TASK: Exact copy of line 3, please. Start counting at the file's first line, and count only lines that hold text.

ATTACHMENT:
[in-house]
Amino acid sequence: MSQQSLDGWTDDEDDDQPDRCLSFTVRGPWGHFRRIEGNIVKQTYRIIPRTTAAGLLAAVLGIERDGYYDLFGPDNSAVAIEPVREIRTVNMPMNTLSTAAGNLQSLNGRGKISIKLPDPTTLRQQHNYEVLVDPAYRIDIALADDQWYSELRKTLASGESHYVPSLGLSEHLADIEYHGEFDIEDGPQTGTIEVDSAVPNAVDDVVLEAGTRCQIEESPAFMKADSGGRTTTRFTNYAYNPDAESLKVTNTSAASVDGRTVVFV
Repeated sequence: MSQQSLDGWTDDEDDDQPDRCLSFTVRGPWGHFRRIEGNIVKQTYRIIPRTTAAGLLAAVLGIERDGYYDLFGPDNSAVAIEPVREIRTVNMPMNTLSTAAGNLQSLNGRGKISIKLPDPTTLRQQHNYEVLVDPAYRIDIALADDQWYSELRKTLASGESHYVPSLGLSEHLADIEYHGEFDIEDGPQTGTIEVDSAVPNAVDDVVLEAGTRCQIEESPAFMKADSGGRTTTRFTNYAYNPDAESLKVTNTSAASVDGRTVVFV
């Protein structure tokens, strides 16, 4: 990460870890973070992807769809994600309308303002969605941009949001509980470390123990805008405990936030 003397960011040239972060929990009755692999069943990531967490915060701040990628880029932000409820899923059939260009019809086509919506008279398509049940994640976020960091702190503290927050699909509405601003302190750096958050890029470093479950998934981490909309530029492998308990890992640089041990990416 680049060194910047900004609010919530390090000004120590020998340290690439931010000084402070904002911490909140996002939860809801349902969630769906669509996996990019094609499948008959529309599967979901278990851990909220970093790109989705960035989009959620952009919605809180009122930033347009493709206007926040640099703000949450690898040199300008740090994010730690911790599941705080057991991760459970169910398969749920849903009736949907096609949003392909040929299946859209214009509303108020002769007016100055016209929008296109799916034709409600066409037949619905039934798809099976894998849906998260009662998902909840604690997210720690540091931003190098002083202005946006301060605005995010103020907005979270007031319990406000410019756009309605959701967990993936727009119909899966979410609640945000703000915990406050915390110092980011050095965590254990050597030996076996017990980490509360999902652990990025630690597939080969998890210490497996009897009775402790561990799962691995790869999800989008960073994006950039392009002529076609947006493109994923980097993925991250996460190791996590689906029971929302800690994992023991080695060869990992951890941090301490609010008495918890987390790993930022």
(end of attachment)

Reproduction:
Repeated sequence: MSQQSLDGWTDDEDDDQPDRCLSFTVRGPWGHFRRIEGNIVKQTYRIIPRTTAAGLLAAVLGIERDGYYDLFGPDNSAVAIEPVREIRTVNMPMNTLSTAAGNLQSLNGRGKISIKLPDPTTLRQQHNYEVLVDPAYRIDIALADDQWYSELRKTLASGESHYVPSLGLSEHLADIEYHGEFDIEDGPQTGTIEVDSAVPNAVDDVVLEAGTRCQIEESPAFMKADSGGRTTTRFTNYAYNPDAESLKVTNTSAASVDGRTVVFV